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Senator Hassan Introduces Bipartisan Bill to Establish Cybersecurity Coordinators in New Hampshire and Across the Country

WASHINGTON – In case you missed it, Senator Maggie Hassan introduced bipartisan legislation to require the Department of Homeland Security to establish a Cybersecurity State Coordinator position in every state. Each state would have its own federally funded Cybersecurity Coordinator, who would be responsible for helping to prevent and respond to cybersecurity threats by working with federal, state, and local governments as well as schools, hospitals, and other entities.


See below for coverage highlights:


AP: Hassan calls for cybersecurity coordinators in every state


Every state would have its own cybersecurity coordinator under a bill proposed by U.S. Sen. Maggie Hassan.


Hassan, a New Hampshire Democrat, is co-sponsoring the legislation with Republican Sens. John Cornyn of Texas and Rob Portman of Ohio, and Michigan Democratic Sen. Gary Peters.


It would require the Department of Homeland Security to establish a program to provide each state with a federally funded coordinator to prevent and respond to cybersecurity threats, such as the ransomware attacks recently experienced by Strafford County and the Sunapee school district.


The senators say it is vital that states have a point person to coordinate efforts with the federal government as cyber threats become more sophisticated.


The Hill: Cyberattacks against North Dakota state government skyrocket to 15M per month

By J. Edward Moreno


[…]  Local governments nationwide have seen an increase in cyberattacks. Often, foreign criminals will infect a government computer with ransomware, holding important government documents hostage until a certain amount of money is exchanged.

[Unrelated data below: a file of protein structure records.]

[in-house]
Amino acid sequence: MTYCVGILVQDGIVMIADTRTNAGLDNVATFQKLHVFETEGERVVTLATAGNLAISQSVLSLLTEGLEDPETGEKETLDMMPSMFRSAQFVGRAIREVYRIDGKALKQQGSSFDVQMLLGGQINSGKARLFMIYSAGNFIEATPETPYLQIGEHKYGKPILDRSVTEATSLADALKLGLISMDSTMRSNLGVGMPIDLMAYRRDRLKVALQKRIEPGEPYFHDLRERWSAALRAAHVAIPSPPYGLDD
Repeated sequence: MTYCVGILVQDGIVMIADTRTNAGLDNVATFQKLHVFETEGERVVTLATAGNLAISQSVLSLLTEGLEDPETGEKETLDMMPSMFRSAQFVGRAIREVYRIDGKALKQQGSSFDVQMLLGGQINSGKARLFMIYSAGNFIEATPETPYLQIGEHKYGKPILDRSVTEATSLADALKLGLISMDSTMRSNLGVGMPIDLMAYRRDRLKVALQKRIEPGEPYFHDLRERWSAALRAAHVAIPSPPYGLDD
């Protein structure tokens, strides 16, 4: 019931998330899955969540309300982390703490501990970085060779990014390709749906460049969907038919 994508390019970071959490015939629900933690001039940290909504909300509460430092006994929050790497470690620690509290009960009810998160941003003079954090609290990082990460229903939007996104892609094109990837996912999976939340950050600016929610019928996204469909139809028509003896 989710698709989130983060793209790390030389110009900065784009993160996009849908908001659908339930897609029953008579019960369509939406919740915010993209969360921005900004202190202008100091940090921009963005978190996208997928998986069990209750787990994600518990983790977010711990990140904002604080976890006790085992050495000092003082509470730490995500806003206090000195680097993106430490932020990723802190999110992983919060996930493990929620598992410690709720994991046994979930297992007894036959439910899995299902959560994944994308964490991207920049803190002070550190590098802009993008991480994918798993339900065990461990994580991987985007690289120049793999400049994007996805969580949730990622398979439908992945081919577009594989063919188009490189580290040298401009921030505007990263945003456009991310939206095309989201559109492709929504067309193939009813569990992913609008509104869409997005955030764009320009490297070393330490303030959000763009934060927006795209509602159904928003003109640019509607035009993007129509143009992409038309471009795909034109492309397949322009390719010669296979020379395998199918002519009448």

[…] On Friday, a bipartisan group of senators introduced the Cybersecurity State Coordinator Act, which would enact a federally funded program to establish state cybersecurity leaders nationwide, increasing the ability of states to respond to cyberattacks.


“Cyberattacks can be devastating for communities across our country, from ransomware attacks that can block access to school or medical records to cyberattacks that can shut down electrical grids or banking services,” Sen. Maggie Hassan (D-N.H.) said in a statement.  


“The federal government needs to do more to ensure that state and local entities have the resources and training that they need to prevent and respond to cyberattacks,” Hassan added.


Federal Computer Week: Senators introduce bill to create state cyber coordinators at DHS

By Derek B. Johnson


A bipartisan group of senators have introduced legislation that would create new cybersecurity coordinator positions within the Department of Homeland Security for each state. 

The bill, sponsored by Sens. Maggie Hassan (D-N.H.), Rob Portman (R-Ohio), Gary Peters (D-Mich.) and John Cornyn (R-Texas), would require the director of the Cybersecurity and Infrastructure Security Agency to designate officials from within the agency to serve as the principal federal point of contact for state and local officials on cybersecurity matters. 


[…] "When New Hampshire’s Strafford County and Sunapee School District were hit by ransomware attacks this past year, officials had systems in place to mitigate damage," Hassan said. "But as they made clear to me, the federal government needs to do more to ensure that state and local entities have the resources and training that they need to prevent and respond to cyberattacks."

The director of CISA would also be required to brief the House and Senate Homeland Security Committees a year after the bill's passage on how effective the coordinators have been. 

State and local governments have been hammered by ransomware attacks over the past year, forced between having their data wiped and paying a hefty ransom that still doesn’t guarantee the attackers will unlock their computers and systems. CISA has been at the forefront of those warnings and launched a program last year focused on protecting voter registration databases and other election infrastructure from ransomware, according to Reuters.